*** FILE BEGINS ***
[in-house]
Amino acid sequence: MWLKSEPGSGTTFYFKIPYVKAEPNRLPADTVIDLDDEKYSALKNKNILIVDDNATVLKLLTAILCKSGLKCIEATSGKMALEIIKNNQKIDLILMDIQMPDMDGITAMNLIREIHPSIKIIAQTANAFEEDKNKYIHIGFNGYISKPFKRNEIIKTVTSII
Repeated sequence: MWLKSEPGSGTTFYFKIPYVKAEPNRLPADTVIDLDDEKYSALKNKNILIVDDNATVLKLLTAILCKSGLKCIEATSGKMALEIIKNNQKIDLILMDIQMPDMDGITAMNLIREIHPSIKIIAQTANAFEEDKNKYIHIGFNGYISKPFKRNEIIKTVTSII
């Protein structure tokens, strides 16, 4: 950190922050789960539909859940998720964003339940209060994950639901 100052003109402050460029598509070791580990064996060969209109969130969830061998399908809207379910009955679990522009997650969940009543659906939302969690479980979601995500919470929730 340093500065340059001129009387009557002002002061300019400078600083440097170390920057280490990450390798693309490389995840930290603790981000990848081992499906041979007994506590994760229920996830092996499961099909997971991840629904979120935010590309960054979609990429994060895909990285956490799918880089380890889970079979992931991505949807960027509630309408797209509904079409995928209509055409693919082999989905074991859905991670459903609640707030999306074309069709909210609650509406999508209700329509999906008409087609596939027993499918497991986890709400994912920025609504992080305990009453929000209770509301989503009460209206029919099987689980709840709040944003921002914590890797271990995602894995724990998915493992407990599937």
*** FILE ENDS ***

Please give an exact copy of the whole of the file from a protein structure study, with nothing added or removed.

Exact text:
[in-house]
Amino acid sequence: MWLKSEPGSGTTFYFKIPYVKAEPNRLPADTVIDLDDEKYSALKNKNILIVDDNATVLKLLTAILCKSGLKCIEATSGKMALEIIKNNQKIDLILMDIQMPDMDGITAMNLIREIHPSIKIIAQTANAFEEDKNKYIHIGFNGYISKPFKRNEIIKTVTSII
Repeated sequence: MWLKSEPGSGTTFYFKIPYVKAEPNRLPADTVIDLDDEKYSALKNKNILIVDDNATVLKLLTAILCKSGLKCIEATSGKMALEIIKNNQKIDLILMDIQMPDMDGITAMNLIREIHPSIKIIAQTANAFEEDKNKYIHIGFNGYISKPFKRNEIIKTVTSII
């Protein structure tokens, strides 16, 4: 950190922050789960539909859940998720964003339940209060994950639901 100052003109402050460029598509070791580990064996060969209109969130969830061998399908809207379910009955679990522009997650969940009543659906939302969690479980979601995500919470929730 340093500065340059001129009387009557002002002061300019400078600083440097170390920057280490990450390798693309490389995840930290603790981000990848081992499906041979007994506590994760229920996830092996499961099909997971991840629904979120935010590309960054979609990429994060895909990285956490799918880089380890889970079979992931991505949807960027509630309408797209509904079409995928209509055409693919082999989905074991859905991670459903609640707030999306074309069709909210609650509406999508209700329509999906008409087609596939027993499918497991986890709400994912920025609504992080305990009453929000209770509301989503009460209206029919099987689980709840709040944003921002914590890797271990995602894995724990998915493992407990599937």